Not for saddle shoes or tail fins; rather, for broadly shared prosperity, which Robert Kuttner's The Squandering of America argues is the consequence of a coordination failure whereby the institutional restraints that at one time impeded the creation of wealth (unionized oligopolies, closed economies, and increasing marginal tax rates) were dismantled in such a way as to make the wealth creation easier and more readily appropriated by trading houses. That sentence doesn't quite stand by itself as Book Review No. 34. I note, however, that there are chapters titled "Wall Street Rules" (because a number of Depression-era laws were amended or repealed); "Financial Engineering and Systemic Risks" (where hedge funds are "a time bomb of risk"); "The Casino Continues" (referring to even more esoteric investment inventions); and "The Return of Speculative Global Finance." Mr. Kuttner may be right that trading markets have the potential to over- or under-correct, or to get caught up in rational expectations hyperinflations (more popularly known as "speculative bubbles"). It does not follow, however, that the Depression-era regulations will prevent such things. Complex adaptive systems do what they darn well please. That noted, Mr Kuttner makes his case for that Fifties-style welfare state consensus. See pages 272-73:
You can put the entire Republican ideology on a bumper sticker: Markets Work, Governments Don't. This easy-to-grasp economic philosophy is complemented by a simple social philosophy: Poor People Reflect Poor Values. ...

This dual credo may have elements of truth when it comes to a small minority of dissolute poor, but it offers nothing to a broad, well-behaved working and middle class that finds itself working harder for less, in an era when markets often reduce security and living standards.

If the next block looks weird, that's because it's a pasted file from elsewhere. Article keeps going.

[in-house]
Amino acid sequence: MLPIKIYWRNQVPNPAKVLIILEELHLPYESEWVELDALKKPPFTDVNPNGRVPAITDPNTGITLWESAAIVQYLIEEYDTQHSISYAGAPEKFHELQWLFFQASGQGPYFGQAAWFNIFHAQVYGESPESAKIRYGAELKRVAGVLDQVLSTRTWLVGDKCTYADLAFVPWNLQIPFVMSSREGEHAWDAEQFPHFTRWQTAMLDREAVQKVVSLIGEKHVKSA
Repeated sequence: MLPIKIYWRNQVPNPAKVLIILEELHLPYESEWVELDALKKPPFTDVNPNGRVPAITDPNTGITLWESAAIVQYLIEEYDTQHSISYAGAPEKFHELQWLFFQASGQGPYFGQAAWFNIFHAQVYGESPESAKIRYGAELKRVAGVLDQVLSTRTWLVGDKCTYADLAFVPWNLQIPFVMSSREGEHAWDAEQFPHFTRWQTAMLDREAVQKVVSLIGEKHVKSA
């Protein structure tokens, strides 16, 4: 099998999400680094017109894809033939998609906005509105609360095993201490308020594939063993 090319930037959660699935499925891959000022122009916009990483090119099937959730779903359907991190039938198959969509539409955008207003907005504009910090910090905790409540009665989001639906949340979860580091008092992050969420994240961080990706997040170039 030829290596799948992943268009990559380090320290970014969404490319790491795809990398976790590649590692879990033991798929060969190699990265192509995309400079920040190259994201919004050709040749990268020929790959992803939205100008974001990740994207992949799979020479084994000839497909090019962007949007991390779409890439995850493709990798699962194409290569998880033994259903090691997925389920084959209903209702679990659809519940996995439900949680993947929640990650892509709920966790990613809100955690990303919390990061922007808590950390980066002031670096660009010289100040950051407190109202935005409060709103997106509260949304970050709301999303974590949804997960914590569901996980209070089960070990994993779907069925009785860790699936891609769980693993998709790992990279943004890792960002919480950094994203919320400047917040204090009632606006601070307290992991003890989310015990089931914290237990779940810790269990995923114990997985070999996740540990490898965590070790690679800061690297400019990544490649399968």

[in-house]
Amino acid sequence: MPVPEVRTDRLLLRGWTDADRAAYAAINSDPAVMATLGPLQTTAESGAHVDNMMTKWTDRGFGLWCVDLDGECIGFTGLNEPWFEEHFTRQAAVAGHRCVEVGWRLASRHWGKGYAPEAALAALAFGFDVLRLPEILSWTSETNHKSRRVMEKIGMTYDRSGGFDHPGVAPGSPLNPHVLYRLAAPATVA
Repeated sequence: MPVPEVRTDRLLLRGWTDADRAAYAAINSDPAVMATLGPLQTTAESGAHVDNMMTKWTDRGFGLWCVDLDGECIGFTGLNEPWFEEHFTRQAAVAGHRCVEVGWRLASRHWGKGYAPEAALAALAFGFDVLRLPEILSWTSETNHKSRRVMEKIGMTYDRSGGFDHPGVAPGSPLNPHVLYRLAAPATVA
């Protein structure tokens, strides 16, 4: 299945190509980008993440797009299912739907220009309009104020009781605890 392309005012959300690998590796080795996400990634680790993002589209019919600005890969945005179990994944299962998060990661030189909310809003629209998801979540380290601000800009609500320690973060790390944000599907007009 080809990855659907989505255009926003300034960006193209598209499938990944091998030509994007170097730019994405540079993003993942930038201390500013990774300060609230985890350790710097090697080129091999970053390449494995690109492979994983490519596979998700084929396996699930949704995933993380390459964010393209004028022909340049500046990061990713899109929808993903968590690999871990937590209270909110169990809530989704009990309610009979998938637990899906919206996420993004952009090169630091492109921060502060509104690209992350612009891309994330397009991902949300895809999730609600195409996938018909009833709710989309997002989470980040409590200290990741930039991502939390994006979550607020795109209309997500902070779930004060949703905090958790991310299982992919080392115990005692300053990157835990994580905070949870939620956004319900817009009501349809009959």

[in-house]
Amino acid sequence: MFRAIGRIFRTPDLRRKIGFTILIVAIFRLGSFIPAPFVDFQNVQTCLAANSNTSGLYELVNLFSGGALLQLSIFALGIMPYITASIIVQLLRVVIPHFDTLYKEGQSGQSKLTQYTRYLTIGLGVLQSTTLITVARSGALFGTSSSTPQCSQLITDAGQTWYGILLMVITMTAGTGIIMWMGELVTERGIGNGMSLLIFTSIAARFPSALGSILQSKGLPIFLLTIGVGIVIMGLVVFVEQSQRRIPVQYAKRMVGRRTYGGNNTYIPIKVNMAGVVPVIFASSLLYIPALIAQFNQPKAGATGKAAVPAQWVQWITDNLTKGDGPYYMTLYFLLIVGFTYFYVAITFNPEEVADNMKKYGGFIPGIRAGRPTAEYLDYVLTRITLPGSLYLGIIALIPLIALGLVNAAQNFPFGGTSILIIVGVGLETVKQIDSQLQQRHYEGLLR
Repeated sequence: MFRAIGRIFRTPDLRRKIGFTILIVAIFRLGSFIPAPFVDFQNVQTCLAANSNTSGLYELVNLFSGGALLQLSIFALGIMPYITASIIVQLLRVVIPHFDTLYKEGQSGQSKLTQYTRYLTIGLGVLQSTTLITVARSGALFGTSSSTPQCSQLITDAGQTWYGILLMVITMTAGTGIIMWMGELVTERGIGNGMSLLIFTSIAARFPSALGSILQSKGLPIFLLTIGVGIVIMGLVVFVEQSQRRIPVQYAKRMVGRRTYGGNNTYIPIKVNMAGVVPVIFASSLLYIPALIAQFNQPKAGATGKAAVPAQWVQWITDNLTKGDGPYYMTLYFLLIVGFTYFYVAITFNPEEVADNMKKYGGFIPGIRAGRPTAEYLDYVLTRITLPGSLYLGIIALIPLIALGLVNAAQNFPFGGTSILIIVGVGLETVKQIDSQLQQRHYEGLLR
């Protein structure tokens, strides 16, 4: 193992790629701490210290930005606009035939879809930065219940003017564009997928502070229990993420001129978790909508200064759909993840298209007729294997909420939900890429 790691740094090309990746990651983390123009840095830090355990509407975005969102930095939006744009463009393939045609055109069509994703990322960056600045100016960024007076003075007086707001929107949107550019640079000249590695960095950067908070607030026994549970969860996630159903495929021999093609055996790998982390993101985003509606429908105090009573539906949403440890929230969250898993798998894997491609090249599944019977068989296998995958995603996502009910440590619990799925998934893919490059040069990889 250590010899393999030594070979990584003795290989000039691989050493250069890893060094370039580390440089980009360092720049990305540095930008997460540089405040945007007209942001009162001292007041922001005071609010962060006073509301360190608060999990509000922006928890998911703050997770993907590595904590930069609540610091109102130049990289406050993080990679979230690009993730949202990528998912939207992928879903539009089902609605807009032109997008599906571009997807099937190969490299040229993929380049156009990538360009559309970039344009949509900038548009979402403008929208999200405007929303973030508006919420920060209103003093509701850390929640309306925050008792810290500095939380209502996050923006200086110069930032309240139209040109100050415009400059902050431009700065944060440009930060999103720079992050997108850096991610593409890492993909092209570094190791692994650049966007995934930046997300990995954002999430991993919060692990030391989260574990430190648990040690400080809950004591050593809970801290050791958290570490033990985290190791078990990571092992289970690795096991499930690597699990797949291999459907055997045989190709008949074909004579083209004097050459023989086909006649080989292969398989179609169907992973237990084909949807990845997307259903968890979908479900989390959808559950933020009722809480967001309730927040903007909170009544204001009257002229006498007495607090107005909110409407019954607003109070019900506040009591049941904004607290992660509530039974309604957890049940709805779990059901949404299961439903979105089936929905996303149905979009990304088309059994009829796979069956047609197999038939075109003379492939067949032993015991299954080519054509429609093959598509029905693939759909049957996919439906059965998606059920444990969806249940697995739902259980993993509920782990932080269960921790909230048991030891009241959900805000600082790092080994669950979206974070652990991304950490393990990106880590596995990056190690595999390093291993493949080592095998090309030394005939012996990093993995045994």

Let us praise Franklin, Lyndon, and the Croly Ghost.
Markets are useful engines of economic growth, but they are not reliable at providing employment security, much less decent wages, retirement, education, or health care. Nor can we trust markets to police the honesty of financial institutions, the cleanliness of air and water, the safety of workplaces, or the stability of the economy as a whole. So alongside markets, we need social investments financed with progressive taxation, as well as public regulation of the market's self-cannibalizing tendencies. A well-managed economy operated according to these principles can be at least as efficient as a laissez-faire one (which underinvests in people) -- and a lot fairer.
A now retired colleague would put the above in a bumper-sticker formulation: Liberals Protect People. The policy debate, however, must focus on the details. The deregulation and privatization of the 1970s and 1980s followed a painful coming to consciousness of the ability of a government to mismanage the economy -- thus stagflation and ever poorer performance of the common schools and ever-greater efficiency losses in the regulated industries. That "can be" is a claim; it is not a promise. Public policy, moreover, requires voters to consent to bundles of policies. As Mr Kuttner notes, Republicans bundle cultural populism with Friedmanian economics; Democrats bundle cultural idealism bundled unevenly with Pigouvian economics (the latter watered down in order to attract metrofexuals with trust funds.) He concludes with a warning.
[T]he failure to seriously engage with the downside of globalism has its own set of alarming political dynamics. As living standards fall for ordinary people, especially for socially conservative white male, blue-collar workers, the know-nothings gain more influence. We've already seen this in an anti-immigrant backlash. In the absence of a managed economy that offers balanced opportunity and security, vulnerable workers scapegoat foreigners and minorities. The elite, globalist Right is playing with social dynamite by not paying attention.
As, for some time, has been the elite, Europeanist Left. Mr Kuttner has just demonstrated the logic of Ronald Reagan's "I didn't leave the Democratic Party, the Party left me." We'll consider the influence of the "know-nothings" in a review yet to come. The book has much to offer for policy wonks of all persuasions. It is extensively researched, although the absence of explicit footnotes annoys me.

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